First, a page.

Risk assessment of sewer condition using artificial intelligence tools

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RISK ASSESSMENT OF SEWER CONDITION USING ARTIFICIAL INTELLIGENCE TOOLS
Application to the SANEST sewer system
Vitor Sousa
IST, UTL
José Pedro Matos
IST, UTL
Nuno Marques Almeida
IST, UTL
José Saldanha Matos
IST, UTL
http://www.toledoblade.com/Police-Fire/2013/07/06/Sewer-repairs-start-after-intersection-collapse-Copy.html
SPN7 2013
Sheffield, 28-30 August
OUTLINE
1. Introduction
2. Sewer condition modelling
3. SANEST sewer system
4. Data collection
5. Model design
6. Artificial Neural Networks
7. Support Vector Machines
8. Discriminant analysis
9. Conclusions
SPN7 2013
Sheffield, 28-30 August
1. INTRODUCTION
Wastewater drainage systems asset management strategies

Reactive

Proactive:
 prevention-based (or based on age);
 inspection-based (or based on condition);
 prediction-based (or based on reliability);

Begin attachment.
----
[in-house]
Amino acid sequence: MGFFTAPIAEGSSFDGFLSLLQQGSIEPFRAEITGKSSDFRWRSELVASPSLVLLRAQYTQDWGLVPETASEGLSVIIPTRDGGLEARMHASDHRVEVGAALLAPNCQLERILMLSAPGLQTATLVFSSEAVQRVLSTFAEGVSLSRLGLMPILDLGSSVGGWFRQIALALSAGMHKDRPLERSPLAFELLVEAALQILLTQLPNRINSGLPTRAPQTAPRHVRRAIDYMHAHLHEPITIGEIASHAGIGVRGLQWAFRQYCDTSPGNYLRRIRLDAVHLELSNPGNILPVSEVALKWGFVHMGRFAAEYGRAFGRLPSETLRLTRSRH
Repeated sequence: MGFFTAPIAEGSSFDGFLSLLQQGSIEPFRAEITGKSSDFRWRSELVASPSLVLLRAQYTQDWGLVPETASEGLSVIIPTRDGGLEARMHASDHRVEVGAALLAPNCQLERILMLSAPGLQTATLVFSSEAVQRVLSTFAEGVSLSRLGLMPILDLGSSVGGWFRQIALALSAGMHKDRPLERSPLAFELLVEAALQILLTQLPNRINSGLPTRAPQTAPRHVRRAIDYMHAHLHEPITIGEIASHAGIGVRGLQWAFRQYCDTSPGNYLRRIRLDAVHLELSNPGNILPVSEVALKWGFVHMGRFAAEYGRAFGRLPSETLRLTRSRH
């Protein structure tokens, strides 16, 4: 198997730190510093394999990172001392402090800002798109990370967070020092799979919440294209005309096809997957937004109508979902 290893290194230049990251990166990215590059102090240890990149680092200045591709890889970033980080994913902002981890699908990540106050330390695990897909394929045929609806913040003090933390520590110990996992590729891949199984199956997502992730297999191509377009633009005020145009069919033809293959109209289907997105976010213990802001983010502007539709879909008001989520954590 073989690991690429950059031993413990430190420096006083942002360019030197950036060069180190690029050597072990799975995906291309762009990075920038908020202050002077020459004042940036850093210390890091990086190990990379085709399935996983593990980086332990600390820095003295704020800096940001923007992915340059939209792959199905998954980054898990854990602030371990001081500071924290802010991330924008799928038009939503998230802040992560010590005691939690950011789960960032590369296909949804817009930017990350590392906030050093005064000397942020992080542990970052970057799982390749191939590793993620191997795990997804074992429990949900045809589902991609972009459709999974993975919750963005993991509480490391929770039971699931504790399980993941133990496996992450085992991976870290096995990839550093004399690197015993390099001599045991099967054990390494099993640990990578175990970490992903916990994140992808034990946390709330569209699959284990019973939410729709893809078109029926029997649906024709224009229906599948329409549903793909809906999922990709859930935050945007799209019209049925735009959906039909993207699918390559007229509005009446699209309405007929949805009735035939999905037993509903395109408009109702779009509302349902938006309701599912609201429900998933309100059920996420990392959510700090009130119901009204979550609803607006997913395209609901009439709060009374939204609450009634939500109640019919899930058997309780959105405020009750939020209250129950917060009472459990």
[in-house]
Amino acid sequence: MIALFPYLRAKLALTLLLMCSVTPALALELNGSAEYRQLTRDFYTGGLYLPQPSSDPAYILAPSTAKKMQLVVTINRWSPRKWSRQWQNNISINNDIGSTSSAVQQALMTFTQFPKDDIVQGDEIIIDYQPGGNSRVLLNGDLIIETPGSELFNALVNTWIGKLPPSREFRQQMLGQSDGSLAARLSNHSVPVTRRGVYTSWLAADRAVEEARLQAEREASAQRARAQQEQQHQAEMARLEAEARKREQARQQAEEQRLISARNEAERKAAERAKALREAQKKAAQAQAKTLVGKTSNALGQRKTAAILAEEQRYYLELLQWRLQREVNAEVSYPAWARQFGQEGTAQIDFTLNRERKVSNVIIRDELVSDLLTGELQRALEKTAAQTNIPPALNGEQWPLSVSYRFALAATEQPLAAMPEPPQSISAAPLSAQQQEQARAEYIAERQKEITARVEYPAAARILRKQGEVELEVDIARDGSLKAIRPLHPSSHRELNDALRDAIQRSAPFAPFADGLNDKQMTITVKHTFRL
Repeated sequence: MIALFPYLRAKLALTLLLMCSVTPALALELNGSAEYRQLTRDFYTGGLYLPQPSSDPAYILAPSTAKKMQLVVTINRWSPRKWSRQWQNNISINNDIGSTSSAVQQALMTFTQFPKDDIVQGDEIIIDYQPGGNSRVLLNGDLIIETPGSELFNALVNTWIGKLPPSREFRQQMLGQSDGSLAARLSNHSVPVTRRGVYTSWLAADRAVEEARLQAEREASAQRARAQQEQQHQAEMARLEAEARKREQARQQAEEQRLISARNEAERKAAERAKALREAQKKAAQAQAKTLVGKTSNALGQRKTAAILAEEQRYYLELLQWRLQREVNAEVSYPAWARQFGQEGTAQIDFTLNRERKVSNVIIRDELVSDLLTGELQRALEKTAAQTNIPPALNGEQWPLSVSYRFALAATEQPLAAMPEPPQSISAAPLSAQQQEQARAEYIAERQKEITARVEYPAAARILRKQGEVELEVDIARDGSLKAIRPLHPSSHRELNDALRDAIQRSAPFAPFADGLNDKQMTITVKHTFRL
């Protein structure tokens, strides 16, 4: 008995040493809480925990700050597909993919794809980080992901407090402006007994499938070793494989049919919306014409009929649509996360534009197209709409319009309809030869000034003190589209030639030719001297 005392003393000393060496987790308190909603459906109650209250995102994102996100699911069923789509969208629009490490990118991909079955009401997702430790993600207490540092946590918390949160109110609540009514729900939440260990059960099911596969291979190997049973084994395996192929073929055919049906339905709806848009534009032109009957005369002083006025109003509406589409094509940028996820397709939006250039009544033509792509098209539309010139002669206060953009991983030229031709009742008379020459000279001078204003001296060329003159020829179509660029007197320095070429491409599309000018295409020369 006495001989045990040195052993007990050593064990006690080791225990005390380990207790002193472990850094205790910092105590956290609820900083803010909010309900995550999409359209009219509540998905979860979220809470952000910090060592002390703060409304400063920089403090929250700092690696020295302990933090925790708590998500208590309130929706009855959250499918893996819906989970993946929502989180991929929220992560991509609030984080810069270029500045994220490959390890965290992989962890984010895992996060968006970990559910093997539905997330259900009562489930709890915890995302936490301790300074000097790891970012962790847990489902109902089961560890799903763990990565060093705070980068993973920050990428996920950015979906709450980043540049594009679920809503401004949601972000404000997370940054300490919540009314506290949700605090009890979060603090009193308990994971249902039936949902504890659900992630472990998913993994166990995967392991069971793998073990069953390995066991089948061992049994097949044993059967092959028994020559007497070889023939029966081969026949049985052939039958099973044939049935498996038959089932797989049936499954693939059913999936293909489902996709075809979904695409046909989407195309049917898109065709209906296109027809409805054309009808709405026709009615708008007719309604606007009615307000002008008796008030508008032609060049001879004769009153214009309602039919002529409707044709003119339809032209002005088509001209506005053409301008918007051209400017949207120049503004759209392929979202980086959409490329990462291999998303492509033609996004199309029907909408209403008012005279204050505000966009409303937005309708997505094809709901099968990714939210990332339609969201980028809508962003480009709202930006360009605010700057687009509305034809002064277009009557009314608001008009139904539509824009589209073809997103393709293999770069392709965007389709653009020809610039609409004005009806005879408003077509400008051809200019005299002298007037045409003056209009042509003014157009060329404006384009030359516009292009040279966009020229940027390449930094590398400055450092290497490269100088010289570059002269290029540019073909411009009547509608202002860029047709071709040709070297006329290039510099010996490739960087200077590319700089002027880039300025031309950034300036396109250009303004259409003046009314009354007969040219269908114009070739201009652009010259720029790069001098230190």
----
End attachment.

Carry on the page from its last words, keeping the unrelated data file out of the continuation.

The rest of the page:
The concept of risk has also been used in managing wastewater drainage assets, either:

Indirectly – by indentifying critical sewers (managed proactively) and non-critical sewers
(managed reactively)

Directly – through the development of multicriteria tools accounting also for the
consequences of the sewers failures (MARESS - Reyna 1993; RERAUVIS - RERAU 1998;
CARE-S - CARE-S 2005)
SPN7 2013
Sheffield, 28-30 August
2. SEWER CONDITION MODELLING
CATEGORY
CLASS
Function-based Deterministic
Stochastic
Data-based
TYPE
Linear regression
REFERENCES
Chughtay and Zayed (2007a, 2007b, 2008)
Non-linear regression
Newton and Vanier (2006); Wirahadikusumah et al. (2001)
Survival function
Hörold and Baur (1999); Baur and Herz (2002); Baur et al.